An anonymous international LSE student reflects on the struggles and challenges of studying in a different country
It’s been a long time since I felt what it means to be a new student. A nostalgic look at the past brings me 4 years back to the first semester of my BA, which was characterized mainly by multiple panic attacks and a very slow adjustment to the big change in my life. Until now, I had forgotten how all this felt, so the return to student life, plus being an international student (also a new experience) has hit me hard, really hard.
Probably anyone who comes back to academia after some time off can identify with my feelings but I’m here to talk specifically about the experience of being a foreign student. Before talking about the most obvious problem, the language, I want to talk about another problem which is what happens to your self confidence in this change.
We all know (or not?) that being accepted to LSE is not simple at all. All students that come to study here (and especially postgraduates) are students who exceeded in their BA. I for example (well, it’s really the only example I can give because this blog post is about me) used to be the student who explained everything to other students who didn’t understand. I was the student who taught other students (for free! Because knowledge shouldn’t cost money…) and prepared them for exams. Now suddenly, without any warning I’m at the bottom of the pyramid and it sucks. I find myself finishing lectures without really understanding what I just heard, always feeling that I’m running beyond everyone in the class. What is even worse is that I can’t yet express any critical thought. If you do not yet understand what you are learning you cannot critique it.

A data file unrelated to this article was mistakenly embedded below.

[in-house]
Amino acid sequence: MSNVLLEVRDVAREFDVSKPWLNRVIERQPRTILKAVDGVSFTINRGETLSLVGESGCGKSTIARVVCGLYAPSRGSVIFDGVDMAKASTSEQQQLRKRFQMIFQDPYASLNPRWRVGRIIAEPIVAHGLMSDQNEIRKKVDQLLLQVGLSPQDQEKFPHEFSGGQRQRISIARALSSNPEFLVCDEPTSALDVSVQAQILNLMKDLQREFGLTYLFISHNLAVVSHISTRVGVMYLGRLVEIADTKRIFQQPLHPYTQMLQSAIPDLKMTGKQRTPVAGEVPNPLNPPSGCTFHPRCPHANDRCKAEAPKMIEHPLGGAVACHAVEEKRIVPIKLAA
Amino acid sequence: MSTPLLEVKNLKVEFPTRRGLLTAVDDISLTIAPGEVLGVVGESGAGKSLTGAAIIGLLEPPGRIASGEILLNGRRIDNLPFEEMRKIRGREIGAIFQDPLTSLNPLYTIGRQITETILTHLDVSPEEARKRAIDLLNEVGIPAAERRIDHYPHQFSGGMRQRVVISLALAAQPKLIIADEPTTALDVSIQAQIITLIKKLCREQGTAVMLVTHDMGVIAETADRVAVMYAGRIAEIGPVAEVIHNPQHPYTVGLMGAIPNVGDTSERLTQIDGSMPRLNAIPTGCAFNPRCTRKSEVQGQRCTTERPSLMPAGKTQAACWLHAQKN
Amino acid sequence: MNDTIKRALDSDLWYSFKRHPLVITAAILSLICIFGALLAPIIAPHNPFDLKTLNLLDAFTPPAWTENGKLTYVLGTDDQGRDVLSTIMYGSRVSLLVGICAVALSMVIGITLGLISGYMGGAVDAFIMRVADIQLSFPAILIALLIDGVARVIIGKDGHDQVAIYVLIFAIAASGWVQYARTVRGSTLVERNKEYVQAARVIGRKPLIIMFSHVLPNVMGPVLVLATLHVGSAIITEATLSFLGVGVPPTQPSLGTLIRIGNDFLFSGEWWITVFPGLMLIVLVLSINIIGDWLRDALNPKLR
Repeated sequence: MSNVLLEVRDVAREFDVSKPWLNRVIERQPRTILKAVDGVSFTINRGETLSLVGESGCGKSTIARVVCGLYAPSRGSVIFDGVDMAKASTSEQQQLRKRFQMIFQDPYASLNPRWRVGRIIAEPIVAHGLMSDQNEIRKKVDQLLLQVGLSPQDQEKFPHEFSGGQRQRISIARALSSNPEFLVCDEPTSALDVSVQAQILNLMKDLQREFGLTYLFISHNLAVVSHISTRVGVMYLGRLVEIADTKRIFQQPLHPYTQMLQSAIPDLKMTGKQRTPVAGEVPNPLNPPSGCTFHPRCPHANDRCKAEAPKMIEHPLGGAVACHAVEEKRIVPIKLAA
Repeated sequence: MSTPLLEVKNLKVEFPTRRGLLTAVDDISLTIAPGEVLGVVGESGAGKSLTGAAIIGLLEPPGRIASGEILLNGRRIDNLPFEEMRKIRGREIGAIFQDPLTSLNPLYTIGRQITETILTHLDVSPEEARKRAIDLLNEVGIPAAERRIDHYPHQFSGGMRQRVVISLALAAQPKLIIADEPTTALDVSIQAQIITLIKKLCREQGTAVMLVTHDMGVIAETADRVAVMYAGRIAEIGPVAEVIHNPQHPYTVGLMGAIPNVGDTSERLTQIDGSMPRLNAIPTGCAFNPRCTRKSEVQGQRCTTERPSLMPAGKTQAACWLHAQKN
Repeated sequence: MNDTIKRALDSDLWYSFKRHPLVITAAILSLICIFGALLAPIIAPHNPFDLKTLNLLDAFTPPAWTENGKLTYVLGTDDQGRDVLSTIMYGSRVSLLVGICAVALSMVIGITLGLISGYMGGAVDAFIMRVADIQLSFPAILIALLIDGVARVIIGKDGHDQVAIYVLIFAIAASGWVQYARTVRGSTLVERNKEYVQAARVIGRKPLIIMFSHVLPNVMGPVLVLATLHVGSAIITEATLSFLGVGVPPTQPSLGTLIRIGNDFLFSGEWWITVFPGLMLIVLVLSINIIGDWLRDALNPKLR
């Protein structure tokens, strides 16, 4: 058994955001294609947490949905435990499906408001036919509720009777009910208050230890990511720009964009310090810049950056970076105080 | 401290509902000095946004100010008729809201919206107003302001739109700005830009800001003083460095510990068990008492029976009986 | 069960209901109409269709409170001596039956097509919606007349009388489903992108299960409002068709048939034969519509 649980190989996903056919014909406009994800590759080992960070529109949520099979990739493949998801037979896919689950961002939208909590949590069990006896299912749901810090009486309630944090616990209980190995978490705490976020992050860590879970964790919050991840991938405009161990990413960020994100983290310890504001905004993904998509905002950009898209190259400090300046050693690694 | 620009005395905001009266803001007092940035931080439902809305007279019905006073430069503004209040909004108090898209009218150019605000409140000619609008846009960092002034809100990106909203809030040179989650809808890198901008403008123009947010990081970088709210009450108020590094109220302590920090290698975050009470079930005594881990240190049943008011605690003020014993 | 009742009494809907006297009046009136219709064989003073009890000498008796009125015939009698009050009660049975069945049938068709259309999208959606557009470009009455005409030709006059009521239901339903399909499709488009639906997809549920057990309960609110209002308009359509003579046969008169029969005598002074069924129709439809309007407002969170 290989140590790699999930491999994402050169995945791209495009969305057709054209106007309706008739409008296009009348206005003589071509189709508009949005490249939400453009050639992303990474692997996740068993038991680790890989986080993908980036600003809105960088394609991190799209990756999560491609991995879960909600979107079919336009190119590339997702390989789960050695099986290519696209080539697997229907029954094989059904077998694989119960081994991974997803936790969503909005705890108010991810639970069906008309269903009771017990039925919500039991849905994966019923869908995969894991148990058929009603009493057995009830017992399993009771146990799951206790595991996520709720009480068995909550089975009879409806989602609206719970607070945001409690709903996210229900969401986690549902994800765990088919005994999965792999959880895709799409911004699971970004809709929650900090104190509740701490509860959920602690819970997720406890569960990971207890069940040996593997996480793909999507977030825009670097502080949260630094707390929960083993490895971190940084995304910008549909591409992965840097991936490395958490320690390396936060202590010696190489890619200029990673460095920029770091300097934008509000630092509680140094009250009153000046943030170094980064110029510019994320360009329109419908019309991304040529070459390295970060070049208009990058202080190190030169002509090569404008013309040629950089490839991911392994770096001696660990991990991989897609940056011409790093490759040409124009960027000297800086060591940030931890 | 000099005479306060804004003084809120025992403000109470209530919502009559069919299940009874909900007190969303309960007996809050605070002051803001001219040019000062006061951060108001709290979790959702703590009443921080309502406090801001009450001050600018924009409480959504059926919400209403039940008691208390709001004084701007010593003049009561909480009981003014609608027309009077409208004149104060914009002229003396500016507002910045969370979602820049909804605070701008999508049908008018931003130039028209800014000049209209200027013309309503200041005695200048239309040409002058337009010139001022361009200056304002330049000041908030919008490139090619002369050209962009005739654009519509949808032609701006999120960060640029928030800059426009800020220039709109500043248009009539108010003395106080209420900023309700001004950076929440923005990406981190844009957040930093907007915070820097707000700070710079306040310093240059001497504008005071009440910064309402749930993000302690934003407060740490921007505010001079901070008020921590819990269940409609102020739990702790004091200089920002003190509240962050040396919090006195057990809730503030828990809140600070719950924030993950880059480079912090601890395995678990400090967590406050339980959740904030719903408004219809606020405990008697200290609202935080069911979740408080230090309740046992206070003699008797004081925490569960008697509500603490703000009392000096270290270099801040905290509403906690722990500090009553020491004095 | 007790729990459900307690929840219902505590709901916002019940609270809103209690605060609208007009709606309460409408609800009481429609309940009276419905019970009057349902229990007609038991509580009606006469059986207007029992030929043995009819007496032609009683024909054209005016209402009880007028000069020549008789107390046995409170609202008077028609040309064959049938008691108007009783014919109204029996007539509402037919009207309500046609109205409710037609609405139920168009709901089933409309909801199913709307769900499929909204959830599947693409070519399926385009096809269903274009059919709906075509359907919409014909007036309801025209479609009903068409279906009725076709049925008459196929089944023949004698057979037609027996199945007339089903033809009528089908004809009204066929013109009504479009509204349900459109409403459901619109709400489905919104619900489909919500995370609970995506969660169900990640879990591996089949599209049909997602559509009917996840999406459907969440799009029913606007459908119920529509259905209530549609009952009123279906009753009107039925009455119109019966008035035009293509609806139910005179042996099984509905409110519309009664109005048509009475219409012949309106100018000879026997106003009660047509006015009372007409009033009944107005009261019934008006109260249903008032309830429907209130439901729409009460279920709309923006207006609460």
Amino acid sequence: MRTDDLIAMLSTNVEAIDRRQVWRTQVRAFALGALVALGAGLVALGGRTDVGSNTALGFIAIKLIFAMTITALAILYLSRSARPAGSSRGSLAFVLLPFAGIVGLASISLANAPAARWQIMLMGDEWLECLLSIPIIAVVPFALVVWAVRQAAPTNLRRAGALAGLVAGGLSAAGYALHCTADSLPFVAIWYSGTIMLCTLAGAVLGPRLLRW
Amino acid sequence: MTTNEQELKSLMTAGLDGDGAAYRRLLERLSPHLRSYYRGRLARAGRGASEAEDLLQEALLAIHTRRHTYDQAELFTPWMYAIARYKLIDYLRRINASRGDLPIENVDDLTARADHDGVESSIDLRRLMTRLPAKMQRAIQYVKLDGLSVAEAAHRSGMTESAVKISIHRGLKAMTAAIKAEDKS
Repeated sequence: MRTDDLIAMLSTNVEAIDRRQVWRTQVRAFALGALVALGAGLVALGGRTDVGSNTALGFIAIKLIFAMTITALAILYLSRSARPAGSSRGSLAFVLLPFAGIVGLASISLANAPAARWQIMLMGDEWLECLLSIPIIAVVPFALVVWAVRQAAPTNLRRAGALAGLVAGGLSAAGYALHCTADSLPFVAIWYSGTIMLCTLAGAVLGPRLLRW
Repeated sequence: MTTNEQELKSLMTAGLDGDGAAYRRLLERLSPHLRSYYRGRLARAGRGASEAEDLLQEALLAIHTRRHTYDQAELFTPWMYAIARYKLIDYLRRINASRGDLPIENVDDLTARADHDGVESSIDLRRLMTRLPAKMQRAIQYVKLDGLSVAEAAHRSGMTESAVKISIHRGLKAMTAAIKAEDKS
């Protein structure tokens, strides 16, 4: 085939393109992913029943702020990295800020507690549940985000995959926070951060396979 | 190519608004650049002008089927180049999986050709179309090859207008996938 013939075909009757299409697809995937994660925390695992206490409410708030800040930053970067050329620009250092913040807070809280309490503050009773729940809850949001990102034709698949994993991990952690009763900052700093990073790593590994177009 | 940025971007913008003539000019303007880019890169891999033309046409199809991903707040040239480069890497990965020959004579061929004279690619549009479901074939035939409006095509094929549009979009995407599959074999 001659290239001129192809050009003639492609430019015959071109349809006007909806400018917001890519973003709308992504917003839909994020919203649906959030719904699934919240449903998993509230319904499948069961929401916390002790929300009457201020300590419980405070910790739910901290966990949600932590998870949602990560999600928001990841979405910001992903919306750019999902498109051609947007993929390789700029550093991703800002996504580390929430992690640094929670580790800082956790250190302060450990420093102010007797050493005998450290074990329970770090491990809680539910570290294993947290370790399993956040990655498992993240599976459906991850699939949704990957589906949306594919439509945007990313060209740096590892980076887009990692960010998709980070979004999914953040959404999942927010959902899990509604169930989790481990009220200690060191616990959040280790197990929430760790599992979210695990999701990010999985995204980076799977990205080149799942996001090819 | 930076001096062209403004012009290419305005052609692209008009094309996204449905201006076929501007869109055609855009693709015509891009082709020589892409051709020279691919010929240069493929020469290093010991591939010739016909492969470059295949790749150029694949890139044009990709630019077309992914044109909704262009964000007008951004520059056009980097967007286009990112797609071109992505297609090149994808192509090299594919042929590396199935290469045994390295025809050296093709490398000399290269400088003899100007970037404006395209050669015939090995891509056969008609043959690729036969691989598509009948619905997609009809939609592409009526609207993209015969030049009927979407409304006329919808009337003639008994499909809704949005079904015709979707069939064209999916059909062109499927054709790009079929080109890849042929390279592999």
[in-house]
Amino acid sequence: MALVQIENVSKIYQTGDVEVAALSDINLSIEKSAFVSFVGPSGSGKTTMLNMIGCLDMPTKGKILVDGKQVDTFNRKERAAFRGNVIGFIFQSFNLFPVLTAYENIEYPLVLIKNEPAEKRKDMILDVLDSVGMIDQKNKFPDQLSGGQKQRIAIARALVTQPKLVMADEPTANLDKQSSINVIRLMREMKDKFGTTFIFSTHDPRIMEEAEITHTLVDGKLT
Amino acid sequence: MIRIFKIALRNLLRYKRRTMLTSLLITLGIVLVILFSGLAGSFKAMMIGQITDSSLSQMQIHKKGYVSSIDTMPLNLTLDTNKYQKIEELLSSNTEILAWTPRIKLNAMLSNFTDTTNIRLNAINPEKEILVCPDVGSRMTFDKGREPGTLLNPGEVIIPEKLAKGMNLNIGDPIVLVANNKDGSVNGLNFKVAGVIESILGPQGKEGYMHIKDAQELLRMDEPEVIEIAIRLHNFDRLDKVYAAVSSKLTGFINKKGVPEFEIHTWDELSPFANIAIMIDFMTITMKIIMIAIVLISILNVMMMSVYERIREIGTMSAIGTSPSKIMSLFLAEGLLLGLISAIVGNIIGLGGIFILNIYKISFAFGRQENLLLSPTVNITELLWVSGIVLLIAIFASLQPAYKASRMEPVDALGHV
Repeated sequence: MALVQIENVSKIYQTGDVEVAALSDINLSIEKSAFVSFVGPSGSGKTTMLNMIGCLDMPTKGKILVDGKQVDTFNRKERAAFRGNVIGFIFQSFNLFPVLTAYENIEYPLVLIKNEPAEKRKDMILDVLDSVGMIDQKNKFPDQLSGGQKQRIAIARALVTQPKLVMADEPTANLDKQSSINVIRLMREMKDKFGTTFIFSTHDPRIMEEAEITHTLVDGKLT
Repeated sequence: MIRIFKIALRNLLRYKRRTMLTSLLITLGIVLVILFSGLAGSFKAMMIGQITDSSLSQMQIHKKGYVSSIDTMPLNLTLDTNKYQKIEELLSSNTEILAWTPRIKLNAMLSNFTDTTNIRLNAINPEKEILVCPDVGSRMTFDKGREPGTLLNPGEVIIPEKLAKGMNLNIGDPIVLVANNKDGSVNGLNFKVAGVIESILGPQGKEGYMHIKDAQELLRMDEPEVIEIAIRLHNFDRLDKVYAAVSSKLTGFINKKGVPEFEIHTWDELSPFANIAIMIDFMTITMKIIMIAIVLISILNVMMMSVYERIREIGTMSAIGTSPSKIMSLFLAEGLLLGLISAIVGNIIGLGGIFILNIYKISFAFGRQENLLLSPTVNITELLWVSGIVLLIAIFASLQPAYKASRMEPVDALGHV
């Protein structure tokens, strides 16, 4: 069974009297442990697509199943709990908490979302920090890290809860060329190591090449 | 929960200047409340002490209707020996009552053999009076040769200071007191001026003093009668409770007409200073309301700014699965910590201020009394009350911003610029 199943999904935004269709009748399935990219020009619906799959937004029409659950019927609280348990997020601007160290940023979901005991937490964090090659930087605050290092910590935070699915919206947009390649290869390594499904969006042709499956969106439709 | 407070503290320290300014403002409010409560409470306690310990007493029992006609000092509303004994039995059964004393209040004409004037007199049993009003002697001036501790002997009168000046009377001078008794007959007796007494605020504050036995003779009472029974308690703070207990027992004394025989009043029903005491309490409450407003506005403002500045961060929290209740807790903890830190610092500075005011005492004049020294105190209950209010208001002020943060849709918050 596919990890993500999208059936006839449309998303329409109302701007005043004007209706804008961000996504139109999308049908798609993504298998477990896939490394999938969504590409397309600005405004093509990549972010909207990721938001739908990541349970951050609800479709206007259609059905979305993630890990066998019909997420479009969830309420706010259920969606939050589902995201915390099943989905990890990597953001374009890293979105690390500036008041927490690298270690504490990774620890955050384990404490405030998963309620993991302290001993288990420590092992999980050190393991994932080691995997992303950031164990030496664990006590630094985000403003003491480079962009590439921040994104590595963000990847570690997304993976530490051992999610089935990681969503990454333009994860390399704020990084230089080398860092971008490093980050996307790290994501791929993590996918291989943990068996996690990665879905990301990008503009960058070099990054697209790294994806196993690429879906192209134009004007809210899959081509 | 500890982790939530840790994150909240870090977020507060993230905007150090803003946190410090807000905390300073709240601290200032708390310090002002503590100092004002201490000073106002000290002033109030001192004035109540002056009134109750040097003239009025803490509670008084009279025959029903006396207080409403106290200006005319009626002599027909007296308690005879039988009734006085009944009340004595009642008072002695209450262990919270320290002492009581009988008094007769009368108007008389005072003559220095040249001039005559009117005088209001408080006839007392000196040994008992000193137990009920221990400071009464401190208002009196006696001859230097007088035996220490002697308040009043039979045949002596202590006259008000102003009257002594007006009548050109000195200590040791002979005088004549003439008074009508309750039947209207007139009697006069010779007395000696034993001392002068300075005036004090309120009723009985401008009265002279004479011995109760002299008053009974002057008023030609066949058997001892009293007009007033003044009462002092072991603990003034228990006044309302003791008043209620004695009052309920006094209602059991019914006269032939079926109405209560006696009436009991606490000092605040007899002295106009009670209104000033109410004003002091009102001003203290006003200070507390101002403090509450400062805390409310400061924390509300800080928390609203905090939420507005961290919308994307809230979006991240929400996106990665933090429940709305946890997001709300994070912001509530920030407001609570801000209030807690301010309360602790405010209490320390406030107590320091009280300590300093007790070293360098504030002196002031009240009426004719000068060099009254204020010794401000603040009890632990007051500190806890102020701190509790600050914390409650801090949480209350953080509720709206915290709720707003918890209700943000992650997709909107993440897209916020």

Occasionally, mostly in seminars (where I get to embarrass myself in front of fewer people), I hear this stupid person talking. Usually it takes me a few seconds to understand that the stupid talking person is me. How is it that expressing my opinion, something that once was so easy for me, has become mission impossible? That leads me to the second difficulty – language.
Without pointing to the obvious (lack of vocabulary, slower reading etc.) there is also the frustration caused by the speed contradiction – my brain thinks really fast while my mouth doesn’t manage to keep up with my brain. I think Huntington’s The Clash of Civilizations (1996) could probably be used to analyze my problem.
The last issue (although not less important) is the issue of shame. The shame! How many times in class do you think is appropriate for one person to say, “Sorry, I didn’t understand you, can you explain it again please?” At some point you have to adopt the nodding system. It goes something like this: when you find yourself talking to other people who you do not feel confident to tell that you do not understand a word of what they’re saying, you simply nod your head up and down (not too fast!) and smile. If you feel confident about Step 1 you can also add a few words like “I agree” or “You’re right” – but don’t push it! I really hope that this method is working, because if not, in addition to sounding stupid I also look crazy.
Anyway, rumor has it that in time it will get better. At the moment I continue to run in hope of reaching the finishing line. There is real competition here between LSE and me, and right now the score is 1:0 to LSE.
Luckily, there is still time until the end of the race and as for me, well… I have just started to warm up.